Tag Archives: ’71

’71, Shadows, and It Follows: Three must-see indies now playing


It has been a rather weak year to date for large-scale Hollywood films, but a pretty stellar one for indies. Three of the latter recently opened in Buffalo, and all qualify as must-sees.

71 is director Yann Demange’s intense, exhilarating tale of a British soldier separated from his unit in bloody, early-’70s Belfast. It features a fine performance from the much-buzzed-about Jack O’Connell.

As I said in my review:

“’71 should erase any lingering doubts about whether the hype was justified. As young British soldier Gary Hook, O’Connell is heartbreakingly vulnerable, memorably fierce, and altogether unforgettable.

“So is the film. North American audiences have seen numerous films on the years of conflict in Northern Ireland, many of them very, very good. But 71 is a different kind of portrait. This is street-level cinema, and interestingly, takes an almost apolitical stance.”

Far less bleak is What We Do in the Shadows, an inspired, riotous mockumentary about vampires in New Zealand.

From my review:

“Shadows stars and is directed by Taika Waititi and Jemaine Clement. While the latter might be new to American audiences, Clement is one of the two geniuses better known as musical comedy duo Flight of the Conchords.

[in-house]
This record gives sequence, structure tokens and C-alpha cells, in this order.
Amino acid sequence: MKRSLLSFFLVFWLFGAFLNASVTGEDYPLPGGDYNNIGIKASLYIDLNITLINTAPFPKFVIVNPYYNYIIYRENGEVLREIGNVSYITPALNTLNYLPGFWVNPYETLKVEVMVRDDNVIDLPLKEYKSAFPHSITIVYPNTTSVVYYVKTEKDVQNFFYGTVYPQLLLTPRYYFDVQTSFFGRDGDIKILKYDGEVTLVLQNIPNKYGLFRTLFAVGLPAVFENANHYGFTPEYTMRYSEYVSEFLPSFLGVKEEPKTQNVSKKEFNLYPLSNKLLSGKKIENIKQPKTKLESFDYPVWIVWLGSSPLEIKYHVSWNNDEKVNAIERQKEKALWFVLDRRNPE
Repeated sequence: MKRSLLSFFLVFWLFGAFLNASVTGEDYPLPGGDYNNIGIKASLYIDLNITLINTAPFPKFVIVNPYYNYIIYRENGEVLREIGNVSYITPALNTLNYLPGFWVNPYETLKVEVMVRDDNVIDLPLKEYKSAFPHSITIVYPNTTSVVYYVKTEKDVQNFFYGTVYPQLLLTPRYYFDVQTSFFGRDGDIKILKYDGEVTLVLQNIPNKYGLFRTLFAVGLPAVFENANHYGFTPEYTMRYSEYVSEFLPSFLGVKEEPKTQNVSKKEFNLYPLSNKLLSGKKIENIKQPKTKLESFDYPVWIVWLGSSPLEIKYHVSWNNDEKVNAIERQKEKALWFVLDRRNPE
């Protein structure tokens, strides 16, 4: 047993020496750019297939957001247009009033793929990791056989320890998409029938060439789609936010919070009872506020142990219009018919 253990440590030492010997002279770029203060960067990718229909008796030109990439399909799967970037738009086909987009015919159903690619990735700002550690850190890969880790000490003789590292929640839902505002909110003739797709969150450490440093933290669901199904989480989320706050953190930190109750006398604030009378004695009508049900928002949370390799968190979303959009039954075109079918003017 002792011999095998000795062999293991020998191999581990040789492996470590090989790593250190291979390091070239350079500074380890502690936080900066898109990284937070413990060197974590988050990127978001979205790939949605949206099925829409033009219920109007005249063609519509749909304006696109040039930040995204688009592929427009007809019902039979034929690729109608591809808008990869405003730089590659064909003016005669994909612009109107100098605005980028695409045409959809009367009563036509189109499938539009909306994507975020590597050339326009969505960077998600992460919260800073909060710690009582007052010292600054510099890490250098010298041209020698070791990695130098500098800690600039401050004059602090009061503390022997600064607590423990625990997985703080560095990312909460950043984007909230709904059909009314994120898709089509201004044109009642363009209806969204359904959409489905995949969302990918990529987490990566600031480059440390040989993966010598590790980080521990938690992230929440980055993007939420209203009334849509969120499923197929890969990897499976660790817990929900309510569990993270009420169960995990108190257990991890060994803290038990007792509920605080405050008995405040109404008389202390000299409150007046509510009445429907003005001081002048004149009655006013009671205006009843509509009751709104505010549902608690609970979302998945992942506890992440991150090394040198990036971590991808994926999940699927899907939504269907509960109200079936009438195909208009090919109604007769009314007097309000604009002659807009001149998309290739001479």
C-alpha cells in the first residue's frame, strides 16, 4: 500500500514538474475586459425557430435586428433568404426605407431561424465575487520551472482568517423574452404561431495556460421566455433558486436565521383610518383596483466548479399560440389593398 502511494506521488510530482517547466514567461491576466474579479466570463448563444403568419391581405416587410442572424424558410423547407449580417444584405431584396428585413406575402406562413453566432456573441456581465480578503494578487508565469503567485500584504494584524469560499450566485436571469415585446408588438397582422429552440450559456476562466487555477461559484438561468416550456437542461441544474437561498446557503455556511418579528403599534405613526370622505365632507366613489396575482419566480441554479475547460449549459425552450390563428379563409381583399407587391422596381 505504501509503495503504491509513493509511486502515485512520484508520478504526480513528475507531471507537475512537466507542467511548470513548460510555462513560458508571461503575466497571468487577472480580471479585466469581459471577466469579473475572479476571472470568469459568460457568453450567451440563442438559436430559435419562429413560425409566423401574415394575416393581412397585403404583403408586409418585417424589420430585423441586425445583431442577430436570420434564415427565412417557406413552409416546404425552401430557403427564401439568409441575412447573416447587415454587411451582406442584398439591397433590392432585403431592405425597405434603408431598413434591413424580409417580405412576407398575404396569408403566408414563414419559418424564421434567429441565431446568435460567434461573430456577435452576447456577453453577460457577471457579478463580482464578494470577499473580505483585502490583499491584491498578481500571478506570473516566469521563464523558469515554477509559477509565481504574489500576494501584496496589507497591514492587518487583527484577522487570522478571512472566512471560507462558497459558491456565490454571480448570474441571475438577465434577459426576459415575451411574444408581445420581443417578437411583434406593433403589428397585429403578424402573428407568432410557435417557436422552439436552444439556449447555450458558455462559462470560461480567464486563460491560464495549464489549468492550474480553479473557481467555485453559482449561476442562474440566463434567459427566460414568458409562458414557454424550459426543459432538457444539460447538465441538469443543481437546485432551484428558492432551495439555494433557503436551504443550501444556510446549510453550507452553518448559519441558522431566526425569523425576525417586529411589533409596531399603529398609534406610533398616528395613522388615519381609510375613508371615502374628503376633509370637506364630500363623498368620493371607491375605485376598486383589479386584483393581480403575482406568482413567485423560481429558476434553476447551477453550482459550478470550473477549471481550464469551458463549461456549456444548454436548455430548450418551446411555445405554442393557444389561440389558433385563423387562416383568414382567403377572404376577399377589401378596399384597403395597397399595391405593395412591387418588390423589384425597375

“Those who love the Conchords’ music and HBO series have an idea what to expect from What We Do in the Shadows. This is above all a comedy, but one fueled with intelligence and even pathos.”

Lastly, the horror film It Follows is an imperfect but very scary film from director David Robert Mitchell. It grabs you from the first gruesome minute, and its first half, especially, is as memorable as any recent horror flick. The film does not quite maintain this level of quality, and peters out a bit before finishing strong.

But overall, this clear STD metaphor is a stunner, a film that plays with horror tropes but finds new ways to startle.